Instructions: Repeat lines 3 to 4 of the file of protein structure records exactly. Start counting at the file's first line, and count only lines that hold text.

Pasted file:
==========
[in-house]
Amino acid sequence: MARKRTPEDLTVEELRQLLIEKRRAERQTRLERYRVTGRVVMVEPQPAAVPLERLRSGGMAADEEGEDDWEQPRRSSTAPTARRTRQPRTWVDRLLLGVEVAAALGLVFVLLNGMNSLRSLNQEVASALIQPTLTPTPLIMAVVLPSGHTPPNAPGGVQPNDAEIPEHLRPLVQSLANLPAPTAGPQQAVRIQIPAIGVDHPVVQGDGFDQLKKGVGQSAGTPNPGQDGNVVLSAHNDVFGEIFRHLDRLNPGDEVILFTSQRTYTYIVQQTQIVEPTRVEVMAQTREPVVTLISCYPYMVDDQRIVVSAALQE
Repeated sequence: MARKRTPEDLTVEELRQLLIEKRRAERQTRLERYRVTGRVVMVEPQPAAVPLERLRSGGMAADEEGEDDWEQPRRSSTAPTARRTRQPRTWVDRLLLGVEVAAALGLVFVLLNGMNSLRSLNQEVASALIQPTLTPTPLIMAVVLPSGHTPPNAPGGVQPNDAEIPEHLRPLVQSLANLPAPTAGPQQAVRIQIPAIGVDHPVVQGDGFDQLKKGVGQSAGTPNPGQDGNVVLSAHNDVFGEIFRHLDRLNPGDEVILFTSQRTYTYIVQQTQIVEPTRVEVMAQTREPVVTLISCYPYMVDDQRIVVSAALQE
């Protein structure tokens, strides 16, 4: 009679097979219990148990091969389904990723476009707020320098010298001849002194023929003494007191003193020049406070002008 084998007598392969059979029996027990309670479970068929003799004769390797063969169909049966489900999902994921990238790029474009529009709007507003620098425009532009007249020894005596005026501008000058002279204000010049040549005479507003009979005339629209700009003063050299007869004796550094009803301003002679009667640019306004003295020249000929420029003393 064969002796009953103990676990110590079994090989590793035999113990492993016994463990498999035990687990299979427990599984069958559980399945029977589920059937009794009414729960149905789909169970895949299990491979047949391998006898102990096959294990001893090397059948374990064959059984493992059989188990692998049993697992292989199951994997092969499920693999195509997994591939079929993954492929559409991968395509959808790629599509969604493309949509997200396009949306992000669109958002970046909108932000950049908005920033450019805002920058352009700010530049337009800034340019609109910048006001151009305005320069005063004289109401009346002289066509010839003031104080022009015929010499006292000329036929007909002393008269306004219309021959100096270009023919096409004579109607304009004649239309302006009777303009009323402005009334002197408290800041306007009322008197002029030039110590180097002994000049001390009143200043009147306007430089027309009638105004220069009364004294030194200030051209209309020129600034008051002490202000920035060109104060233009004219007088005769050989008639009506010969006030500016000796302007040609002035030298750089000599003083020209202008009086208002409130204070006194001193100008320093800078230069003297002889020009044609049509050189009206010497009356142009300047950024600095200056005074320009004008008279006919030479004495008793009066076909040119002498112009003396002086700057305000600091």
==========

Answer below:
Repeated sequence: MARKRTPEDLTVEELRQLLIEKRRAERQTRLERYRVTGRVVMVEPQPAAVPLERLRSGGMAADEEGEDDWEQPRRSSTAPTARRTRQPRTWVDRLLLGVEVAAALGLVFVLLNGMNSLRSLNQEVASALIQPTLTPTPLIMAVVLPSGHTPPNAPGGVQPNDAEIPEHLRPLVQSLANLPAPTAGPQQAVRIQIPAIGVDHPVVQGDGFDQLKKGVGQSAGTPNPGQDGNVVLSAHNDVFGEIFRHLDRLNPGDEVILFTSQRTYTYIVQQTQIVEPTRVEVMAQTREPVVTLISCYPYMVDDQRIVVSAALQE
């Protein structure tokens, strides 16, 4: 009679097979219990148990091969389904990723476009707020320098010298001849002194023929003494007191003193020049406070002008 084998007598392969059979029996027990309670479970068929003799004769390797063969169909049966489900999902994921990238790029474009529009709007507003620098425009532009007249020894005596005026501008000058002279204000010049040549005479507003009979005339629209700009003063050299007869004796550094009803301003002679009667640019306004003295020249000929420029003393 064969002796009953103990676990110590079994090989590793035999113990492993016994463990498999035990687990299979427990599984069958559980399945029977589920059937009794009414729960149905789909169970895949299990491979047949391998006898102990096959294990001893090397059948374990064959059984493992059989188990692998049993697992292989199951994997092969499920693999195509997994591939079929993954492929559409991968395509959808790629599509969604493309949509997200396009949306992000669109958002970046909108932000950049908005920033450019805002920058352009700010530049337009800034340019609109910048006001151009305005320069005063004289109401009346002289066509010839003031104080022009015929010499006292000329036929007909002393008269306004219309021959100096270009023919096409004579109607304009004649239309302006009777303009009323402005009334002197408290800041306007009322008197002029030039110590180097002994000049001390009143200043009147306007430089027309009638105004220069009364004294030194200030051209209309020129600034008051002490202000920035060109104060233009004219007088005769050989008639009506010969006030500016000796302007040609002035030298750089000599003083020209202008009086208002409130204070006194001193100008320093800078230069003297002889020009044609049509050189009206010497009356142009300047950024600095200056005074320009004008008279006919030479004495008793009066076909040119002498112009003396002086700057305000600091």